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Kid’s Stuff – Story One

Long before books, Native American families told stories. Besides entertaining, these campfire tales were important for their survival. Kids needed to know how to make a bow and arrows, or how to weave a basket. Sometimes the story shared a message about tribal history or taught a moral lesson.

I love native American stories, and I hope you enjoy my retelling about the legend of the cornhusk doll.

Natalie Bright

The three chosen friends trembled before The Great Spirit.

“From this day forth you will be known as Our Three Sisters, and your names are Corn, Beans, and Squash,” he said. “Because of your service, our people will do well.”

The girls squealed with delight. The Council Chiefs nodded their heads in approval. Cheers echoed through the village.

Corn moved closer to The Great Spirit. She yanked on his deer hide sleeve. “There must be something more I can do for my people,” she said.

“Your offer is greatly valued, Corn,” said The Great Spirit. “We do need a teacher. I proclaim Corn will teach and protect the children,
and for this honor she will be a doll.”

Corn’s heart swelled with pride. At the finish of the naming ceremony, Beans and Squash helped her prepare for her new task.

From the leafy tan husks covering the corn cob, they made a dress. For a shawl, Beans placed another husk around Corn’s shoulders.
Squash tied a decorated wampum belt at Corn’s waist and hung a necklace around her neck. Lastly, The Great Spirit favored Corn with the most beautiful face on earth.

While the fathers hunted in the forests and the mothers tended the cook fires, Corn played with the children. She taught them many useful things.

One and all admired and loved the beautiful Corn. Everyone said her face was perfect, and that no one could match her beauty.

It came to pass that the one who adored her face the most was Corn herself. Happening upon a stream one day she stopped and stared, stunned by her reflection in the water. She spent hours admiring her face while the children cried for attention. The Great Spirit summoned Corn to his longhouse.

Corn wondered why The Great Spirit asked to see her. Someone as fair as she could never do anything wrong, she thought.

“Corn, you must stop thinking you are better and more beautiful than everyone else,” he said. “If you do not tend to the children, I will be forced to punish you.”

Corn ignored his warnings. She continued wasting the days admiring her flawless features.

The children had no one to play with or to teach them the things they should know. The Great Spirit called for her again.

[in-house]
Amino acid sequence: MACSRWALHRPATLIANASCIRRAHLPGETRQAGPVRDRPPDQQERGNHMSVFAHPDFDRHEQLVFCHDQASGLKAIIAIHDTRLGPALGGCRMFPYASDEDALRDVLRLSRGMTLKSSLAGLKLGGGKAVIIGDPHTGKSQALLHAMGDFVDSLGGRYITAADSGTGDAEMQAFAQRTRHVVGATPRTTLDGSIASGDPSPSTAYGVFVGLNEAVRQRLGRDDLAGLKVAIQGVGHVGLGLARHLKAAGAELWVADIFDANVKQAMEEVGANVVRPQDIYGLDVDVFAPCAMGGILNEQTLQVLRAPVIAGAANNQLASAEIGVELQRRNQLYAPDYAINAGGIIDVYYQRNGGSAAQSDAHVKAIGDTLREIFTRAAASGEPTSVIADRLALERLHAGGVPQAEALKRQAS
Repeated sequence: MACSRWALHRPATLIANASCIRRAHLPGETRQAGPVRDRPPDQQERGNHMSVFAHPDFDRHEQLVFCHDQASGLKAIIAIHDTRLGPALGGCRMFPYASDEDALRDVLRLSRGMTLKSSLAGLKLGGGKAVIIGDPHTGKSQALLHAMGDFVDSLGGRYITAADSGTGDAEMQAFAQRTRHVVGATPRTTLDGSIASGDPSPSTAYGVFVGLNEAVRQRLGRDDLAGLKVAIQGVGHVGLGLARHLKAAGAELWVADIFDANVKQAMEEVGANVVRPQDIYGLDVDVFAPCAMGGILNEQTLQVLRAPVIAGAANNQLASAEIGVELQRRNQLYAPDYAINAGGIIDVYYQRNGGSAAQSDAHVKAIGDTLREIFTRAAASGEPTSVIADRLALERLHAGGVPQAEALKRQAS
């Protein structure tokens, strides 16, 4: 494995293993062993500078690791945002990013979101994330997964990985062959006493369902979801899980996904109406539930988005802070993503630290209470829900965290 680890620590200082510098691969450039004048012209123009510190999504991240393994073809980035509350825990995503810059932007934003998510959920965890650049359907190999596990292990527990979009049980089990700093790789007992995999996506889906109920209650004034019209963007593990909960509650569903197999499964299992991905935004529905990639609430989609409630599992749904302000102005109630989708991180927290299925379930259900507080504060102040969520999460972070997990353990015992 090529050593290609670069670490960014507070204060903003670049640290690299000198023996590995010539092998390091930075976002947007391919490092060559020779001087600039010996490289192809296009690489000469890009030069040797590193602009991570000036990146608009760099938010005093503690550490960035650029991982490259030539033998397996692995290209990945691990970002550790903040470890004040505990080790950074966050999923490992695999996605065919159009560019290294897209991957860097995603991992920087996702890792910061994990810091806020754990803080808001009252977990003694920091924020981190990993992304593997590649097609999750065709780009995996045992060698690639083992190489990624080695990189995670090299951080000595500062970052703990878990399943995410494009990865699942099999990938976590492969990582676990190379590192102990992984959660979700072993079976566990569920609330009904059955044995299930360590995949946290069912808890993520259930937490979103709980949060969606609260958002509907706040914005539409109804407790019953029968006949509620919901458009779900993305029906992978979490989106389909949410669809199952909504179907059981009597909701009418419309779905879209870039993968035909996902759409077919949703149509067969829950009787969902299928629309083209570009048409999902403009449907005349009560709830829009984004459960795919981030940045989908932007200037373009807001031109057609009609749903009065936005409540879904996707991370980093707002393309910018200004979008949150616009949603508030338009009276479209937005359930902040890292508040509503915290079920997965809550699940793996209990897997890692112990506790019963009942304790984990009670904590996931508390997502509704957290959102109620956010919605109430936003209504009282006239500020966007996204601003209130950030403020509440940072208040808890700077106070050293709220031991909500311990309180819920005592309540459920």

“I warned you once. You did not obey me,” he said. “I told you if you disobeyed you would be punished.”

Corn left the longhouse feeling certain that the Great Spirit would never punish the one and only beautiful Corn. She had to admire her reflection in the first pond she came to.

Dropping to her knees, she peered into the water. The features of her lovely face dimmed on the clear pool. She blinked twice, but saw only fish.

Corn rubbed her eyes. “Help me!” she shouted.

Squash and Beans hurried to Corn’s side.

“What is troubling you dear one?” said Squash.

Beans placed an arm around Corn’s shoulders. “Are you in pain?”

“My eyes,” said Corn. She turned to look at her sisters. “Something is wrong. I cannot see.”

Beans gasped. “Your beautiful face!”

“It is gone!” Squash wrung her hands and cried.

Corn buried her head in her hands for without eyes her tears would not flow. She could only weep on the inside.

From that day forward Iroquois girls played with faceless cornhusk dolls as a reminder to be humble and never think of oneself as better than others.

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Iroquois Facts:

The Iroquois League’s territory covered the dense forests and beautiful lake region in and around New York State, stretching north to Ontario and south to Pennsylvania.

Corn is the Native American symbol of plenty, spirit, and life. This important plant sustained many Native American tribes for centuries.


Longhouse – a long house made of logs and elm bark with a curved roof and a door at the end. There were no windows. Members of the same family lived together under one roof, each having their own area separated by wood or bark.

Wampum – beads cut from seashells.

Naming Ceremony – babies were given their names at a special ceremony held twice a year.

Read A PARAKEET TREAT – Another story by Natalie Bright